Sputnik Sweetheart is a book about loneliness. There are three main characters, including the narrator who is in love with one of the women in the story. She is in love with the other woman in the story, who can no longer love at all after losing half of herself atop a ferris wheel in Switzerland. If that sounds strange, well, it’s Murakami.
It’s a short book, slow moving, but very captivating. Cats appear and disappear, and there’s even a dog or two. But loneliness is the primary emotion. This section reminds me of a Buffy episode where a girl actually does disappear because no one pays any attention to her:
But past a certain point nobody talked to me anymore. No one. Not my husband, my child, my friends . . . no one. Like there was nothing left in the world to talk about. Sometimes I feel like my body’s turning invisible, like you can see right through me.
Good book. Maybe not Murakami’s best, but very enjoyable.
The Girl Who Kicked the Hornet’s Nest is the third book in Stieg Larsson’s Millennium Trilogy. If you’ve read and enjoyed the previous two books, you will enjoy this one as well. Like the others, once you get into it, it is difficult to put the book down.
It’s not great literature, and there are hard to overlook flaws (anytime an interesting woman appears, there is a good chance the main character will eventually sleep with her), but it sure was fun to read. I’m looking forward to watching the movie.
This was the first book I read electronically, on an iPad and iPhone. I didn’t think I’d like this as much as I did, and will likely read a lot of books this way in the future. The only limiting factor for me is that most electronic books include Digital “Rights” Management (DRM) encryption, which means that it is a real hassle (and is probably even illegal in the U.S.) to convert these books into formats that can be read on different sorts of eBook readers. I don’t like the idea of buying something that I can only read on a particular device or software package because the support for that system could easily disappear in the future. Plus, if you buy books from multiple different sources, you have to have a different reader for each of them. For now, I will probably only purchase books using formats without DRM, or with DRM that is easily circumvented (like the Kindle format, for example).
I’d read a few gushing blurbs about The Passage, Justin Cronin’s long novel (the first in a trilogy, apparently), when it came out last year, but I wasn’t particulary excited about reading “The Stand meets The Road plus vampires.”
But, there it was in the new paperback section of the bookstore last weekend, so I picked it up. I’m glad I did. It really is a great literary summer read: great writing, propulsive plot, lots of thrilling moments. Once I started reading it, I couldn’t put it down, and I’m very much looking forward to the next book. Lots of hair-raising moments like this one:
Wolgast could stand it no more. “What’s over?”Lear lifted his face; his eyes were full of tears.“Everything.”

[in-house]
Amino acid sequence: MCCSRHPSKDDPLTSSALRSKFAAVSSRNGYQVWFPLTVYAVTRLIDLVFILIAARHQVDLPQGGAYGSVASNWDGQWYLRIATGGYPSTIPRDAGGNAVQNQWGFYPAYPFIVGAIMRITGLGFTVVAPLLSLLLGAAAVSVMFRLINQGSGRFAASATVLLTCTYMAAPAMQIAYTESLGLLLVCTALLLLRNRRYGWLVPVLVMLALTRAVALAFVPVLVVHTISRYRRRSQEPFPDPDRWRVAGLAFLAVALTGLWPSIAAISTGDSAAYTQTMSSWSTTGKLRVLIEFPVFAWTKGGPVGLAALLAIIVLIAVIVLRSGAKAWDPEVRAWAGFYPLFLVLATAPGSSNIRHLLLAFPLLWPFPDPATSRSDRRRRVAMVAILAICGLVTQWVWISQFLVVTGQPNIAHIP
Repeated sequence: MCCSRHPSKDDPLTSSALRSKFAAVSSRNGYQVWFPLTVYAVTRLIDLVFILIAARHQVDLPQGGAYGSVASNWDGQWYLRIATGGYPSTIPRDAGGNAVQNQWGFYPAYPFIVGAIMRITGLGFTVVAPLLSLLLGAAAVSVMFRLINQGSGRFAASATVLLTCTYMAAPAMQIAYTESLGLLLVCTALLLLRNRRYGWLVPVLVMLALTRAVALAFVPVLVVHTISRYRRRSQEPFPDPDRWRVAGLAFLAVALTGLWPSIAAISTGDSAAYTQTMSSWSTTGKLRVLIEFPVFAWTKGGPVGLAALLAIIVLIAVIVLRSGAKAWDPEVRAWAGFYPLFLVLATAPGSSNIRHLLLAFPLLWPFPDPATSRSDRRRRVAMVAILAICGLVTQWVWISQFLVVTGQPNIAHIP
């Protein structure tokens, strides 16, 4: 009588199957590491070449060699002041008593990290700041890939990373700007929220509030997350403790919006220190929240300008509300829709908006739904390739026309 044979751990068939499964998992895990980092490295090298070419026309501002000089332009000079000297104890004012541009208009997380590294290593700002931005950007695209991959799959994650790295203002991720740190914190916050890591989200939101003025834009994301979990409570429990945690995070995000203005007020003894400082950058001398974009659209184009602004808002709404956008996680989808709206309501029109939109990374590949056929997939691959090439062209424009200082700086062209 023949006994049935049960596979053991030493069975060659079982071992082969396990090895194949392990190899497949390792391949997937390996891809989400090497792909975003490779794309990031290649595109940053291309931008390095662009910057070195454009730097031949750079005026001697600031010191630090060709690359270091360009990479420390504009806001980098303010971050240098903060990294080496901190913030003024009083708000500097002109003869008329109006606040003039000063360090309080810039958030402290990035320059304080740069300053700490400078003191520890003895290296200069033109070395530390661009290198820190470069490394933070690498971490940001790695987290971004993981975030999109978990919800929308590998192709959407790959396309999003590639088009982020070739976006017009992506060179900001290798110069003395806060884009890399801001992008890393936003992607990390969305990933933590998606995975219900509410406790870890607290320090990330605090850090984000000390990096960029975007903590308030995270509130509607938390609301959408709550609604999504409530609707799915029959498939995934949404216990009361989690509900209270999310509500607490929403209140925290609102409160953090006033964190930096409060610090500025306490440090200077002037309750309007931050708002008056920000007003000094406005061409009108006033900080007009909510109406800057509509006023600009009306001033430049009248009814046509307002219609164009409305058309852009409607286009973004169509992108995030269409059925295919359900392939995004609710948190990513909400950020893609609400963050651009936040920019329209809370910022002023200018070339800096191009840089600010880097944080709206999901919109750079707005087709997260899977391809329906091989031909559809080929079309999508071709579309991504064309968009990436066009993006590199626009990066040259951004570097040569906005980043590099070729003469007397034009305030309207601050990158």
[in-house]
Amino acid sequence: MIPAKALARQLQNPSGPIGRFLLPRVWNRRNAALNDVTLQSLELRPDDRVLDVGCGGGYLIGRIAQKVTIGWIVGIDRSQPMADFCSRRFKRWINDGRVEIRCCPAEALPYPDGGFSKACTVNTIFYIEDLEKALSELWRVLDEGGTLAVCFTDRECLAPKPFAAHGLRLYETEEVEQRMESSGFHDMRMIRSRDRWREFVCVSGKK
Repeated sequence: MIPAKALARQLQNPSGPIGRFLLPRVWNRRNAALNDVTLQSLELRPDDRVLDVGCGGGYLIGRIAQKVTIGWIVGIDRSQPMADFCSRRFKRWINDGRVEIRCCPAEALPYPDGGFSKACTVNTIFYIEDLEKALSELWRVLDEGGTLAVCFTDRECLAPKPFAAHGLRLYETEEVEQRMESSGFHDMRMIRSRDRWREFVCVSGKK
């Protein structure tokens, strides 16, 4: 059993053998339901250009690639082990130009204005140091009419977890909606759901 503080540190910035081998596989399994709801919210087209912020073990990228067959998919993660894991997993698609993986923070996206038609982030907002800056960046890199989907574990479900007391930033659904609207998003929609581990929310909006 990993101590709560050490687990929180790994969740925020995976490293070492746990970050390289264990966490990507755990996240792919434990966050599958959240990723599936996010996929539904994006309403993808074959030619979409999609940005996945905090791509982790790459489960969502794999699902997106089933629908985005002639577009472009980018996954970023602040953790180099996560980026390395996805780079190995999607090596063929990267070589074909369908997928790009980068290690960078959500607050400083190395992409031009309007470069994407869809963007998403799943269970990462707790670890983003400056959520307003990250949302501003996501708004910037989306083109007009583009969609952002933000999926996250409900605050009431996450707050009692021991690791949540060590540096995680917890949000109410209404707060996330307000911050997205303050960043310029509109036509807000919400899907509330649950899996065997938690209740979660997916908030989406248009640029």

If you’re looking for something both well written and exciting to read this summer, check it out.
I took some time out from David Foster Wallace’s The Pale King to read the latest McSweeney’s Quarterly Concern, Issue 37, packaged as a hardcover book which has been decorated and trimmed to give the illusion of, yep, a hardcover book. Leave it to McSweeney’s to produce yet another cool, well-produced (sewn binding, actual cloth cover) object containing some great writing.
Favorites in this issue include Jess Walter’s Statistical Abstract for My Hometown, Spokane, Washington, John Hyduk’s great story (essay?) about being unemployed (which has the great image of a warehouse building at night: “It’s dark and raining, but the building glows like a birthday cake”), and Joe Meno’s Lion’s Jaws. I didn’t really get into the five stories from Kenya, but I guess they were interesting from the standpoint of reading within a totally different place and culture.
In late August 2005, Hurricane Katrina struck New Orleans, destroying the levees designed to protect the city, flooding 80% of it, and killing 1,464 people. City of Refuge, written by the author of Why New Orleans Matters and a resident of the city, is a fictional retelling of the disaster and it’s aftermath. It’s an emotional story, well written, and does a good job of making New Orleans and the devastation of Katrina real. Read next to Dave Egger’s Zeitoun, it’s hard to imagine how the maintenance of the levees, emergency response, and relief efforts could have been worse. Thankfully, book mostly stays clear from making political arguments or assigning blame, focusing mainly on how two different families cope with the destruction of the city they lived in.
I enjoyed it—learning more about the disaster and the rhythms and flavor of the city itself—but I wouldn’t recommend it except for readers interested in another perspective on Katrina.